identifying those portions of the pleadings and discovery
responses that demonstrate the absence of a genuine issue of
Soremekun v. Thrifty Payless, Inc., 509 F.3d
978, 984 (9th Cir. 2007) (citing Celotex, 477 U.S. at 323); see
also Jespersen v. Harrah’s Operating Co., 392 F.3d 1076, 1079
(9th Cir. 2004).
“When the moving party has carried its burden
under Rule 56[(a)] its opponent must do more than simply show
that there is some metaphysical doubt as to the material facts
[and] come forward with specific facts showing that there is a
genuine issue for trial.”
Matsushita Elec. Indus. Co. v. Zenith
Radio, 475 U.S. 574, 586–87 (1986) (citation and internal
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quotation marks omitted); see also Anderson v. Liberty Lobby,
Inc., 477 U.S. 242, 247–48 (1986) (stating that a party cannot
“rest upon the mere allegations or denials of his pleading” in
opposing summary judgment).
“An issue is ‘genuine’ only if there is a sufficient
evidentiary basis on which a reasonable fact finder could find
for the nonmoving party, and a dispute is ‘material’ only if it
could affect the outcome of the suit under the governing law.”
In re Barboza, 545 F.3d 702, 707 (9th Cir. 2008) (citing
Anderson, 477 U.S. at 248).
When considering the evidence on a
motion for summary judgment, the court must draw all reasonable
inferences on behalf of the nonmoving party.
Indus. Co., 475 U.S. at 587; see also Posey v. Lake Pend Oreille
Sch. Dist. No. 84, 546 F.3d 1121, 1126 (9th Cir. 2008) (stating
that “the evidence of [the nonmovant] is to be believed, and all
justifiable inferences are to be drawn in his favor”).
Breach of Contract
To prevail on a breach of contract claim under Hawaii
law, Plaintiffs must establish “(1) the contract at issue; (2)
the parties to the contract; (3) whether the plaintiff performed
under the contract; (4) the particular provision of the contract
allegedly violated by the defendant; (5) when and how the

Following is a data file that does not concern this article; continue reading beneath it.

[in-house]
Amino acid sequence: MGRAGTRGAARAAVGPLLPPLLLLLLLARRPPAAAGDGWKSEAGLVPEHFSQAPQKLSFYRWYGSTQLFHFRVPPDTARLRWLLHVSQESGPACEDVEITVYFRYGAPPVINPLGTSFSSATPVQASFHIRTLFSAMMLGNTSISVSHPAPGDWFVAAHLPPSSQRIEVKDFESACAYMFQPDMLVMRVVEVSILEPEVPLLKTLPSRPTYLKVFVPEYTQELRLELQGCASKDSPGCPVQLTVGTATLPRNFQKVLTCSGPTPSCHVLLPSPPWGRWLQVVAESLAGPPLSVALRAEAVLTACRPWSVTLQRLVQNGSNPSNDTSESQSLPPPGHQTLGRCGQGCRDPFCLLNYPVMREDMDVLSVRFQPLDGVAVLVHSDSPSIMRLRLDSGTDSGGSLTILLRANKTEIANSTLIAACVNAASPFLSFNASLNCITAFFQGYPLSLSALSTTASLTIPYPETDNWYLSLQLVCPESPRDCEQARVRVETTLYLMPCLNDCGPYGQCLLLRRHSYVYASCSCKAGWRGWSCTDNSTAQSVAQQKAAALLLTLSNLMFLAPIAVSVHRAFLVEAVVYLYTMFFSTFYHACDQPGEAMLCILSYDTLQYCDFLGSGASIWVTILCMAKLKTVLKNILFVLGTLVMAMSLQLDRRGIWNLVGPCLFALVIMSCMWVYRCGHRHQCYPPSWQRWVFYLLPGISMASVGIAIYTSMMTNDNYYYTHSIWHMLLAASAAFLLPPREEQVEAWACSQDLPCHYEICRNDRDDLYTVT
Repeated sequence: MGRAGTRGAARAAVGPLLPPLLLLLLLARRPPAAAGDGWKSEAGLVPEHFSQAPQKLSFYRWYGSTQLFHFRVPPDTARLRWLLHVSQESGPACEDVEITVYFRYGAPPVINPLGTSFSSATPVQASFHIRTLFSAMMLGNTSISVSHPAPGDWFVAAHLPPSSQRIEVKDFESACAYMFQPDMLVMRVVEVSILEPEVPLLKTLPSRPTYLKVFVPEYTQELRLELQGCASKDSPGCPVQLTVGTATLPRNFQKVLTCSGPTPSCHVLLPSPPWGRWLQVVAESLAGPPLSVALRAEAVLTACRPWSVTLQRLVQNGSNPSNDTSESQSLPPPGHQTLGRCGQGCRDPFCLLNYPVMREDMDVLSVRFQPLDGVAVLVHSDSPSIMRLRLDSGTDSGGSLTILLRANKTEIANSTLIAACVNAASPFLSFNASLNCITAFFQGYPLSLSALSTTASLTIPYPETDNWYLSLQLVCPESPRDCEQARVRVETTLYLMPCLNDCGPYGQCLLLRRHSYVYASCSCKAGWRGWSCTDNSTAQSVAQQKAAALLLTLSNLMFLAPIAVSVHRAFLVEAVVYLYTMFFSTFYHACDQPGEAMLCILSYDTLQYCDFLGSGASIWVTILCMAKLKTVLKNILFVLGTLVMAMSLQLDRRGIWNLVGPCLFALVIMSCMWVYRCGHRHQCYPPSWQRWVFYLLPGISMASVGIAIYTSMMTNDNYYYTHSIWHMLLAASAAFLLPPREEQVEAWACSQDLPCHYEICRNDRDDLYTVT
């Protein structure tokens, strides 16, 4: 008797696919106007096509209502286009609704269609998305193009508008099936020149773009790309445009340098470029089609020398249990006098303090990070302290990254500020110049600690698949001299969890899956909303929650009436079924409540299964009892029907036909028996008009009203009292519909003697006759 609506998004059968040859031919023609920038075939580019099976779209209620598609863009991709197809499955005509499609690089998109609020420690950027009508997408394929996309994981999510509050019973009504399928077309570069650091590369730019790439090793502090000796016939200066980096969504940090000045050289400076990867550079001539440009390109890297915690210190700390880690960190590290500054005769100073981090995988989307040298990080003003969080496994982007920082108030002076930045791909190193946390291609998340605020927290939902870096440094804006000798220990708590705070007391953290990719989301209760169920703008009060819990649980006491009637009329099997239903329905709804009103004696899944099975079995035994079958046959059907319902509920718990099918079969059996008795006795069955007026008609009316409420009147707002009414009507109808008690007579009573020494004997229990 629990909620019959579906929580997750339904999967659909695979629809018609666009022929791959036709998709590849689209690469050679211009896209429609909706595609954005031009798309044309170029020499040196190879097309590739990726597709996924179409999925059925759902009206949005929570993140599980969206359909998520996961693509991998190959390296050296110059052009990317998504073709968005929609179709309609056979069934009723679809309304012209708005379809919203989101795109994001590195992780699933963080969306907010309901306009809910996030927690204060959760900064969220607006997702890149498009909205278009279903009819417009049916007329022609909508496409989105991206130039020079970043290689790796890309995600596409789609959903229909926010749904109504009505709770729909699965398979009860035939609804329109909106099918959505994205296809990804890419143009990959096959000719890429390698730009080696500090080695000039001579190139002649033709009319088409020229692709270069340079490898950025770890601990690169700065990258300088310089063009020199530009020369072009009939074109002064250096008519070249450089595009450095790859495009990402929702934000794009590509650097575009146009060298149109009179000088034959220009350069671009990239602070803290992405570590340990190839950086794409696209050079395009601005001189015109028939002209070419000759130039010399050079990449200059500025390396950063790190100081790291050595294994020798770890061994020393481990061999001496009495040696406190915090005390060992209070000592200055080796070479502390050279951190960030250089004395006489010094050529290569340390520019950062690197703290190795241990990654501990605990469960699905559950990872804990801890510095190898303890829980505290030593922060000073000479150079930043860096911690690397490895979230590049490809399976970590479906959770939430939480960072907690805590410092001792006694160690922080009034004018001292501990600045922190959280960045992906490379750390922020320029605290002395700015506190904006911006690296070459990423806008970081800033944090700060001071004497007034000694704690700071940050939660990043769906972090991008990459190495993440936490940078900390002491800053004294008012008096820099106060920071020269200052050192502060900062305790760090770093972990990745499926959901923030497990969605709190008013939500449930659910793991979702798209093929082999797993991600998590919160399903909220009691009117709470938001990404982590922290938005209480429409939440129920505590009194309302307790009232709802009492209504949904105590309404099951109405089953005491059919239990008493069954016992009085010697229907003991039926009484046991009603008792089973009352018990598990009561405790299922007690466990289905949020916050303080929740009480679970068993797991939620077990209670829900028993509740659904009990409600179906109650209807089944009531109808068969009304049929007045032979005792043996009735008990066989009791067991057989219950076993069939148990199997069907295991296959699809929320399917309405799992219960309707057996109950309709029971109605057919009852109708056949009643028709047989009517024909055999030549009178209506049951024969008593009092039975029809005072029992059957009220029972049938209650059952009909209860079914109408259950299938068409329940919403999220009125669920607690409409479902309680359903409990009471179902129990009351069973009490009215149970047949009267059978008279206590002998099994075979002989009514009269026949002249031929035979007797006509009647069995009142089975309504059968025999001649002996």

defendant allegedly breached the contract; and (6) how the
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plaintiff was injured.”
Barber v. Ohana Military Cmtys., LLC,
Civ. No. 14-00217 HG-KSC, 2014 WL 3529766, at *4 (D. Haw. July
15, 2014) (citing Evergreen Eng’g, Inc. v. Green Energy Team
LLC, 884 F. Supp. 2d 1049, 1059 (D. Haw. 2012)).
agree that the Settlement Term Sheet constituted a valid
Objections at 15; see Response at 2.
parties dispute whether Defendant breached the Settlement Term
Sheet when its attorney submitted a declaration with the
Debtors’ Opposition to Plaintiffs’ administrative expense claim
and later spoke at the hearing regarding the claim and how the
alleged breach injured Plaintiffs.
The contractual provision at
issue states as follows:
SKFI and the Davis Creditors will not oppose
an administrative expense claim by the Bays
firm in the amount of $250,000 for making a
substantial contribution to the case.
Settlement Term Sheet at 1.
Plaintiffs’ principal concern is that Defendant
violated the Settlement Term Sheet when its counsel made
statements in a declaration that he provided to the Debtor and
stated at the Plaintiffs’ administrative expense claim hearing
that he had made a settlement offer to Plaintiffs on November
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11, 2013 in the amount of $1,500,000, 4 and that Plaintiffs had
not made a substantial contribution to the bankruptcy case
subsequent to that offer. 5
One of Plaintiffs’ main contentions is that while it
was the Debtors who filed the Opposition to the administrative
expense claim, it was really SKFI that was behind the effort.
Plaintiffs maintain that SKFI had earlier purchased all of the
Debtors’ debt, allowing “SKFI [to] appoint all officers and
While the Debtors argue that Mr. Wagner offered to increase the
unsecured creditors’ fund to $1,500,000 on November 11, 2013,
Plaintiffs insist that no such offer was ever made. See Reply
in Supp. of Administrative Expense Motion (“Administrative
Expense Reply”) at 6, In re 1250 Oceanside Partners, Case No.
13-00353 (Bankr. D. Haw. Sept. 10, 2014), ECF No. 1192.
However, in an April 2014 email sent from Mr. Bays to Mr.
Wagner, Mr. Bays refers to “doubl[ing] the size of the fund as
you had proposed earlier.” Ex. E to Wagner Declaration, ECF No.